Journal Article
Romanic Review (2010) 101 (4): 823–838.
Published: 01 November 2010
.... Marie's Lanval tells the story of a knight at Arthur's court overlooked by the king and envied for his good looks and prowess by his fellow 7. My use of expropriation in what follows owes a large debt to Kaja Silverman's inflection of Heidegger's "expropriative appropriation" in World Spectators (Stanford...
Journal Article
Romanic Review (2008) 99 (3-4): 363–380.
Published: 01 May 2008
... seventeenth-century identity crisis of the noblesse d'epee who, by the end of that period, were no longer called upon to embark on military missions, but rather were sequestered at court (Nerlich cited by Seifert 152). 5. Seifert cites the contractual "give and take" that occurs between the storytellers...
Journal Article
Romanic Review (2010) 101 (4): 857–859.
Published: 01 November 2010
... of the learned Aquitanian courts and of musical monasteries such as Saint Martial de Limoges. Many troubadours were educated in Latin grammar schools, where at least one returned as a teacher. More than a few were clerks and canons, statuses that some abandoned and others maintained as they pursued artistic...
Journal Article
Romanic Review (2022) 113 (1): 37–64.
Published: 01 May 2022
... illness. Doctors summoned to court say that they are unable to identify his malady, provided that he has been able to eat whatever he wants: Cil li firent mires venir pur saver s’il peüst guarir. Li mire sunt tut esguaré, n’unt rien [ne] veü ne trové qu’il eüst mal que li neüst, si mangers a talent...
FIGURES | View All (4)
Journal Article
Romanic Review (2007) 98 (4): 532–535.
Published: 01 November 2007
... de la peinture et de la photographie. En revanche, on ignore generalement qu'il s'est aussi essaye a l'ecriture cinematographique, en redigeant notamment, a partir de son roman Triptyque, publie en 1973, Ie scenario d'un court-metrage. De ce dernier, commande par la television allemande, sera tire un...
Journal Article
Romanic Review (2008) 99 (3-4): 239–256.
Published: 01 May 2008
... in the early decades of the eighteenth century. Curiously, it was not a study of Madame de Lafayette, or Charles Perrault, nor even Montesquieu or Antoine Galland. The subject of Melvin Delmar Palmer's dissertation, entitled Madame d'Aulnoy in England, was the infamous countess at the court of Louis XIV who...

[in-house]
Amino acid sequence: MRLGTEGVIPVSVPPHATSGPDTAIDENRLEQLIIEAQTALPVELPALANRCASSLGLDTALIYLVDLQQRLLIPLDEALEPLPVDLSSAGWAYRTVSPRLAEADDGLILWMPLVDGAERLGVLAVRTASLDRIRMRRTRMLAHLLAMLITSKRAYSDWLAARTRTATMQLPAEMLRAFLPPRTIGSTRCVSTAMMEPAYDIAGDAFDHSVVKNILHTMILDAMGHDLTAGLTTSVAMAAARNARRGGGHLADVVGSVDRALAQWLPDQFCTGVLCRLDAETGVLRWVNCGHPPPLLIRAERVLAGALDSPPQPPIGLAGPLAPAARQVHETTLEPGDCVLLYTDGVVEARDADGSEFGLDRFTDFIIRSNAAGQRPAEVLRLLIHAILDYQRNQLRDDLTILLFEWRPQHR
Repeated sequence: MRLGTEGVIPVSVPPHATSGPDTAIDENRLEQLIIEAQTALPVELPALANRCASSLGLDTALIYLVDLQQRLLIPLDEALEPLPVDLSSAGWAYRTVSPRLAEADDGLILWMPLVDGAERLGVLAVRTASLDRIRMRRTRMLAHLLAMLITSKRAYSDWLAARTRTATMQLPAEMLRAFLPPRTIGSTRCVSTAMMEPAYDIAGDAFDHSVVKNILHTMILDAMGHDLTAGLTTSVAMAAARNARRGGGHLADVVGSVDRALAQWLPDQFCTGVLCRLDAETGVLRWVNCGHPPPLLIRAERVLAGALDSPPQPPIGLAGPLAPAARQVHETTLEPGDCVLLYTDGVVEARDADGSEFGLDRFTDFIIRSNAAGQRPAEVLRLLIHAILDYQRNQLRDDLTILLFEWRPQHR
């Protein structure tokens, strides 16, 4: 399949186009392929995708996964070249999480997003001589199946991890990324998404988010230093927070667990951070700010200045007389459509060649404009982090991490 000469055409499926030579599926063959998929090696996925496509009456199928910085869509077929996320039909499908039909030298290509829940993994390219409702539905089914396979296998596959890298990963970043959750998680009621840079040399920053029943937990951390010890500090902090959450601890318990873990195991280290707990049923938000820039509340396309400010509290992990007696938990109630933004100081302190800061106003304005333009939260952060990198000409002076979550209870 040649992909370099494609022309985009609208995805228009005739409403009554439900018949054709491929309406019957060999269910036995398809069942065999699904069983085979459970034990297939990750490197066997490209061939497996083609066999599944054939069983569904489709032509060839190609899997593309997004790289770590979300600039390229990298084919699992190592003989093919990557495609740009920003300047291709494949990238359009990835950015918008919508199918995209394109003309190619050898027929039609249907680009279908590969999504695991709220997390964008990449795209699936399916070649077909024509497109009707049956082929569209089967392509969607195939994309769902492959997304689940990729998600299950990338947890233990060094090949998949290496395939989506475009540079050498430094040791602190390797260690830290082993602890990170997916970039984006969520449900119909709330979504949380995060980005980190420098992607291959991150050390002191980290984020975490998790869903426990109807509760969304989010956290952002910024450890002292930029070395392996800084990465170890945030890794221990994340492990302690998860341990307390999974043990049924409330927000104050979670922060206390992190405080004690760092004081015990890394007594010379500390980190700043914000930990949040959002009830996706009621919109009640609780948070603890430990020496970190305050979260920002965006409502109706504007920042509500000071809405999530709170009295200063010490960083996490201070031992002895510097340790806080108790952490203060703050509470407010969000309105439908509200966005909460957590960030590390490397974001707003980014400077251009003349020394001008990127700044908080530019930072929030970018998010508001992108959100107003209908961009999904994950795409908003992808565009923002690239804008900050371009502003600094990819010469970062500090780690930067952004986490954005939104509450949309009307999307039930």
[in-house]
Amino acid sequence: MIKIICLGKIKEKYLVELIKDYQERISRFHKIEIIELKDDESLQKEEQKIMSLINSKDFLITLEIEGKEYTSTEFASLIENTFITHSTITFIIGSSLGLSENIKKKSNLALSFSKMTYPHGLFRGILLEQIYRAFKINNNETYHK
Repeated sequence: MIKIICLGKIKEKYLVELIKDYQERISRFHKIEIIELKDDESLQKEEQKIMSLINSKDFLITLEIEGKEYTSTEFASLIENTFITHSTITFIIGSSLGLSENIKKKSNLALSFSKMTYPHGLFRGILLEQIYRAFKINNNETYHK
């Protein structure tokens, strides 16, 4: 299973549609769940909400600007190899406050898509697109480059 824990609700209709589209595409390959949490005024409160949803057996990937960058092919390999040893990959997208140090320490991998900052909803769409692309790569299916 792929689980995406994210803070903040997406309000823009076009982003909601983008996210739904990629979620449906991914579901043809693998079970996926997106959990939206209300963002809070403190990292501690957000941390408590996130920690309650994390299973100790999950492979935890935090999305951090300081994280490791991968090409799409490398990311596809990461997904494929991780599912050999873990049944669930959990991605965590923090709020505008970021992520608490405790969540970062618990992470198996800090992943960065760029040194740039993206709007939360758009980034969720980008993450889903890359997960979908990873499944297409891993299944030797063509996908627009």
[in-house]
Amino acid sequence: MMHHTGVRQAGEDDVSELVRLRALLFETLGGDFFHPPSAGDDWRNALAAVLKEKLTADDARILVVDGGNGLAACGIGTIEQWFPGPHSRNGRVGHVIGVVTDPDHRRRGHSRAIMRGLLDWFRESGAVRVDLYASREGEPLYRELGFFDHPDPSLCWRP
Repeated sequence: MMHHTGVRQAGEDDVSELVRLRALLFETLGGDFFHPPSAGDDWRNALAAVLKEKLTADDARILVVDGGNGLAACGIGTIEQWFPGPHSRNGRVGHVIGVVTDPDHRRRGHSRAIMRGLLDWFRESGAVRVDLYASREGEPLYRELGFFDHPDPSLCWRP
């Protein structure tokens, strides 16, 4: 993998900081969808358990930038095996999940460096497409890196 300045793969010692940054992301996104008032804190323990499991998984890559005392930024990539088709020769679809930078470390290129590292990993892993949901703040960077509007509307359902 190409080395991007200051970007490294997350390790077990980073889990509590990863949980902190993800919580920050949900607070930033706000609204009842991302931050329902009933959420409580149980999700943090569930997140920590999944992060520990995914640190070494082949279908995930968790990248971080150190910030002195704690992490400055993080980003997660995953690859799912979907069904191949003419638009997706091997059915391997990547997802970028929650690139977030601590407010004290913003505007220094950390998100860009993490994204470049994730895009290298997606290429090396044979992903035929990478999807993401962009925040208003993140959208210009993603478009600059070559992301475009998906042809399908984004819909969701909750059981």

Journal Article
Romanic Review (2002) 93 (4): 387–413.
Published: 01 November 2002
... of the dominant classes, an access which their absence of status more readily affords them than others.] Poets are able to circulate freely from one milieu to the next, from the taverns to the court, from the court to aristocratic salons, and from aristocratic salons 7. Major 182-184. 8. ]ouhaud 20. THEOPHILE'S...
Journal Article
Romanic Review (2010) 101 (4): 709–725.
Published: 01 November 2010
... painter AnnaDorothea Lisiewska-Therbusch. Recently arrived in Paris, she had gained a solid reputation as a portrait and history painter at the court of Frederick II, at the elegant and libertine court of Duke Carl Eugen in Stuttgart, and at the court of the Elector Palatine in Mannheim. In January 1767...
Journal Article
Romanic Review (2007) 98 (4): 323–341.
Published: 01 November 2007
... at court, the jealous Duchess revengefully reminds the lady of Vergi that no love is so secret as never to be revealed, just as a little dog will always betray its presence by barking. Knowing her secret disclosed, the lady retires in a small room where, after a long lamentation against love, she dies...
Journal Article
Romanic Review (2004) 95 (4): 426–427.
Published: 01 November 2004
... proviennent d'horizons diversd'universitaires-chercheurs de neuf pays, et des plus connus, comme James Lawler, Michel Jarrety et Jiirgen Schmidt-Radefeldt, mais aussi de medecins, d'un biologiste, et meme d'un prix Nobel de chimie. Les etudes, toutes tres courtes (la plus longue occupe neuf pages), ont ete...